While there’s still lots to come from IoT telematics and sensors, hardware is becoming mature. The focus now is shifting to:

  • The best and most cost-effective ways to filter and present IoT data to a growing number of engaged stakeholders both within and across companies.
  • How to combine and integrate multiple data streams on and across platforms and enterprise software
  • Helping users build out secure, stable, scalable and smart IoT ecosystems.

From the C-suite down, more departments are consuming IoT data, but they do not want or need to see everything. Intuitive, customisable dashboards and reports are critical for different people to see just the data and metrics that matter most to them.

No single digital platform can ever dominate. Rather, the future lies in a ‘system of systems.’ APIs and interoperability are crucial to avoid creating new data silos. The IoT data ecosystem needs to allow users to integrate multiple smart devices and suppliers, plus other information sources.

5. It’s all about the data – but analytics, change management, governance and cyber security are key to unlocking the next level of value

Ever more smart devices are entering the cold chain, and more of them are talking to each other – including cargo level sensors and container telematics. Leveraging this to transform business processes and create new commercial propositions is the next big step.

As data is amassed and shared more widely – such as Maersk and other carriers have done for their customers – it opens the door for more proactive asset and supply chain management. That includes analytics to predict future patterns and make rules-based decisions.

It takes a large historical database to extract full value from predictive and prescriptive analytics, but this is coming as more cold chain and transport assets get connected and more data is aggregated on integrated IoT platforms.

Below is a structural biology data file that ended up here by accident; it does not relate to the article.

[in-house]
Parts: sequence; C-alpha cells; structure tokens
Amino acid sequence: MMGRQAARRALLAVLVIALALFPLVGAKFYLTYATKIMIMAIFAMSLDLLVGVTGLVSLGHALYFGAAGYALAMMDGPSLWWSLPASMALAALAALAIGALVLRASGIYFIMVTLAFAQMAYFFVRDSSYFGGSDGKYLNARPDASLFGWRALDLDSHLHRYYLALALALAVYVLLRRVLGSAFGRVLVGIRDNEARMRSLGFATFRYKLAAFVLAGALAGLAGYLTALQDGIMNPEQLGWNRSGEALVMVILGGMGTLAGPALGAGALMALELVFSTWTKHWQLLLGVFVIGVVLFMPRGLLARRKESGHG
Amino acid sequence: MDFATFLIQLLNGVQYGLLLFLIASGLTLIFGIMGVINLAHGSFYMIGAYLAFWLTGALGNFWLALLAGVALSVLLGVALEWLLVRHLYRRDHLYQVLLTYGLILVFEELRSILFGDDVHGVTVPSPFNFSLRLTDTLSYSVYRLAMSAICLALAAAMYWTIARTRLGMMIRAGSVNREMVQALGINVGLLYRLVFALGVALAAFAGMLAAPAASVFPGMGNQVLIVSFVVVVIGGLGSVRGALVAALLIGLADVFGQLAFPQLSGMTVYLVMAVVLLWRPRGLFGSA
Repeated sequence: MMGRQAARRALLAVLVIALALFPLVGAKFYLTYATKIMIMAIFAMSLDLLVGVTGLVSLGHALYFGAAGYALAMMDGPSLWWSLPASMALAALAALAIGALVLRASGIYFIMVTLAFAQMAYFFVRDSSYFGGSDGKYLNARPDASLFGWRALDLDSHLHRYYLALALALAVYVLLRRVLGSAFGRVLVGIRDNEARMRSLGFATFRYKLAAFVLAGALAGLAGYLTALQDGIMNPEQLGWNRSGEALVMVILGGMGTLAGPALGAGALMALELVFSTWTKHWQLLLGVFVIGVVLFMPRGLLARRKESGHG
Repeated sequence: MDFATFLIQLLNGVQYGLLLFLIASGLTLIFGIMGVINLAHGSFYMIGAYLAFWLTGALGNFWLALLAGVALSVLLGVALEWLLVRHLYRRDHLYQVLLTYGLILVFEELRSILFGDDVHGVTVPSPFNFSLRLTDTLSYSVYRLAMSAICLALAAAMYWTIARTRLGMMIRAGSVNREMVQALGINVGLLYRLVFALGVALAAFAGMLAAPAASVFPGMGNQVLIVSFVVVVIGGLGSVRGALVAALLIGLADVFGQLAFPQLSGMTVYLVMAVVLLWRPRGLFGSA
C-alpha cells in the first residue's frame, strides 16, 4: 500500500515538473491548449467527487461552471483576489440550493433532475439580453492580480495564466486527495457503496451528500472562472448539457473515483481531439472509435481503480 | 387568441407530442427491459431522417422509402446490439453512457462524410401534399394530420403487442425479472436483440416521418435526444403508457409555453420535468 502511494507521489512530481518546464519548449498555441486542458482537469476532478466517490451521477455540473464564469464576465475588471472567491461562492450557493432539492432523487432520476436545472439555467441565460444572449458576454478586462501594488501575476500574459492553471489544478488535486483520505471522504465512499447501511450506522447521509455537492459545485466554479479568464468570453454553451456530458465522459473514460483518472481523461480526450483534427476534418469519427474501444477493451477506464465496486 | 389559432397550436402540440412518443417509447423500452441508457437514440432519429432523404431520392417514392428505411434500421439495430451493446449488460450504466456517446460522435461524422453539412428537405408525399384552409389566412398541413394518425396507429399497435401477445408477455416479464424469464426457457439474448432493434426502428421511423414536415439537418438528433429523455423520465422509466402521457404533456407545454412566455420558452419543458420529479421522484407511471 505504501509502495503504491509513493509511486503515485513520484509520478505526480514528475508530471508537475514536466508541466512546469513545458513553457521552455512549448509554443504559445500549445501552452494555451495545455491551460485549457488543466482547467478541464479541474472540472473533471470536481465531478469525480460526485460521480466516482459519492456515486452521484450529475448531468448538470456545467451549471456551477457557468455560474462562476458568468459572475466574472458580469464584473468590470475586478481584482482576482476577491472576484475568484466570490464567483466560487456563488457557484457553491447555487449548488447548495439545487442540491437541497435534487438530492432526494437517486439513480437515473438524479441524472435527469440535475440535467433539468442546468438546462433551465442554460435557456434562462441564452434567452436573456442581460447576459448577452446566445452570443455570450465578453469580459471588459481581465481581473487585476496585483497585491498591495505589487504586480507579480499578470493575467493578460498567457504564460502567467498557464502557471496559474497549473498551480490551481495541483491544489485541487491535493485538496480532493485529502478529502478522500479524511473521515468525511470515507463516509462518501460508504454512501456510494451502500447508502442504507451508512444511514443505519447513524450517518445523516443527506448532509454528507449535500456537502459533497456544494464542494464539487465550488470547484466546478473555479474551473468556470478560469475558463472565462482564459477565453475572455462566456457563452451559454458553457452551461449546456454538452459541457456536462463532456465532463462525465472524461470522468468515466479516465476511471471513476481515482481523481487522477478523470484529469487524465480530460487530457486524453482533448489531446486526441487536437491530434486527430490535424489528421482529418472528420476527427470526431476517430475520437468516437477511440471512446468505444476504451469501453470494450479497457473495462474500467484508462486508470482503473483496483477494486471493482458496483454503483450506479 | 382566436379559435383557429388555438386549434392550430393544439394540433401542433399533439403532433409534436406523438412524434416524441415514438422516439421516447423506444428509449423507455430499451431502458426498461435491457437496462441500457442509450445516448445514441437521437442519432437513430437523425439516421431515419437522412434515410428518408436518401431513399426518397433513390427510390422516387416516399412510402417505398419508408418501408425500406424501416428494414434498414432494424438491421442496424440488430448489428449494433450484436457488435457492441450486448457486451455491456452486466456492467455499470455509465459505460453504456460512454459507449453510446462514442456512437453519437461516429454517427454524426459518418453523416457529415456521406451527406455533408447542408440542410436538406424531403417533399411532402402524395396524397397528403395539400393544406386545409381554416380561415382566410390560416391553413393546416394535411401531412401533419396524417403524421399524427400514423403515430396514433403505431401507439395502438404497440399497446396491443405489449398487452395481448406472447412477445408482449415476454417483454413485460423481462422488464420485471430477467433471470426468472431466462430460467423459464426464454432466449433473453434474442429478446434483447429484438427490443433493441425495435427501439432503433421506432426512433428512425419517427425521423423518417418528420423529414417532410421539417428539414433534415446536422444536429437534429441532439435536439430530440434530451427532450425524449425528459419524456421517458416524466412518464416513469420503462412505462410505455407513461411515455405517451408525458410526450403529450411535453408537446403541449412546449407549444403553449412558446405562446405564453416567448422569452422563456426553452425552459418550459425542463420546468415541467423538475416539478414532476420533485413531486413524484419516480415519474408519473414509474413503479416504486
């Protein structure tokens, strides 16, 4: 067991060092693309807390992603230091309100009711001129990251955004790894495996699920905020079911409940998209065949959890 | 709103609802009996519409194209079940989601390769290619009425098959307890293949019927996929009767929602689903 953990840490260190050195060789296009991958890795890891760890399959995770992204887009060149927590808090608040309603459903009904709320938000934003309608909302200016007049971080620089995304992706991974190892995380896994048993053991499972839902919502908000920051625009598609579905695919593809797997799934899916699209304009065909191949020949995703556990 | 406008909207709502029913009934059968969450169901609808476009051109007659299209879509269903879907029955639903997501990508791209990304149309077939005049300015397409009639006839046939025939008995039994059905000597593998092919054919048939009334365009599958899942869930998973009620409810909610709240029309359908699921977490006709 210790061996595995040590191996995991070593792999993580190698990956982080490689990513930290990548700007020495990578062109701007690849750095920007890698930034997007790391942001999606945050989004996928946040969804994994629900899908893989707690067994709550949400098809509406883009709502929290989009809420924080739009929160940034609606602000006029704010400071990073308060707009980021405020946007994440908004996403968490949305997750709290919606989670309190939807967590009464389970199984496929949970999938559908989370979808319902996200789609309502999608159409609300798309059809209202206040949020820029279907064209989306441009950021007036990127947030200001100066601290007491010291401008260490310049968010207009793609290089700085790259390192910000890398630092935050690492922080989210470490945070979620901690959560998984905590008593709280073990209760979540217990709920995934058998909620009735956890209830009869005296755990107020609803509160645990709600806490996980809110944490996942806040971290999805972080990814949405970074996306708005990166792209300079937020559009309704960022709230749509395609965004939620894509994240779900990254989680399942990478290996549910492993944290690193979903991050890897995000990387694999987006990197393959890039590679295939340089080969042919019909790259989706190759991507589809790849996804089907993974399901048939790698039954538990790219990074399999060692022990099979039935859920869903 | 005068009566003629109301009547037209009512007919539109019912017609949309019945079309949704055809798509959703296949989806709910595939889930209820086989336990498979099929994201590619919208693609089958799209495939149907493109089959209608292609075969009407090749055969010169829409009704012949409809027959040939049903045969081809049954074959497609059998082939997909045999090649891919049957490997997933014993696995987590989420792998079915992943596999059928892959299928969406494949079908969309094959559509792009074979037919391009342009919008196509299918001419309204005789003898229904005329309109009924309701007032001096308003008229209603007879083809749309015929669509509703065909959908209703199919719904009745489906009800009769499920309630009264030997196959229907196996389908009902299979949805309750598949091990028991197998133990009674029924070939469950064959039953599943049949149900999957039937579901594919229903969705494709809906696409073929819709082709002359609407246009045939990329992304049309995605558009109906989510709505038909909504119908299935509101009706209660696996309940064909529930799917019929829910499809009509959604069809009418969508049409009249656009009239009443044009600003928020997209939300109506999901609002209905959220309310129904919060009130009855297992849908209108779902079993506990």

Data makes mistakes visible and all parties accountable. That can be a culture shock both inside enterprises and across supply chain communities. Proactively managing this as a strategic business priority, not just another IT project, is vital.

Intermodal EuropeDeep change management is needed to reinvent business processes and relationships, retrain existing staff and on-board digitally-savvy talent. This is a big but necessary challenge to avoid being left behind as the pace of technological change continues to escalate.

Data governance and cyber security are two of the biggest challenges. This will require cooperation between public and private sectors at many levels. Various bodies are now working to develop protocols, frameworks and tool-kits and industry must get deeply involved to ensure workable legislation and policy.

Join us on stand B26 at Intermodal Europe in Rotterdam, November 6-8, to see the latest in IoT telematics, software and analytics including our new solutions for temporary or permanent monitoring of refrigerated containers. Schedule a Meeting.

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Posted in 1. Transportation, 5. M2M/IoT Trends Tagged with: , , , , , ,

The Future of Connected Transportation at ATA MCE 2018

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ATA MCE 2018: ORBCOMM BoothWe’re at the ATA Management Conference & Exhibition this week, where we’re exhibiting the latest additions to our market-leading portfolio of telematics solutions, devices and integrations for our transportation customers.

What: American Trucking Associations Management Conference & Exhibition
When: October 27 – 31
Where: Austin, Texas
ORBCOMM Booth 7023

Already at ATA MCE 2018? We’d love to meet with you:

Schedule Meeting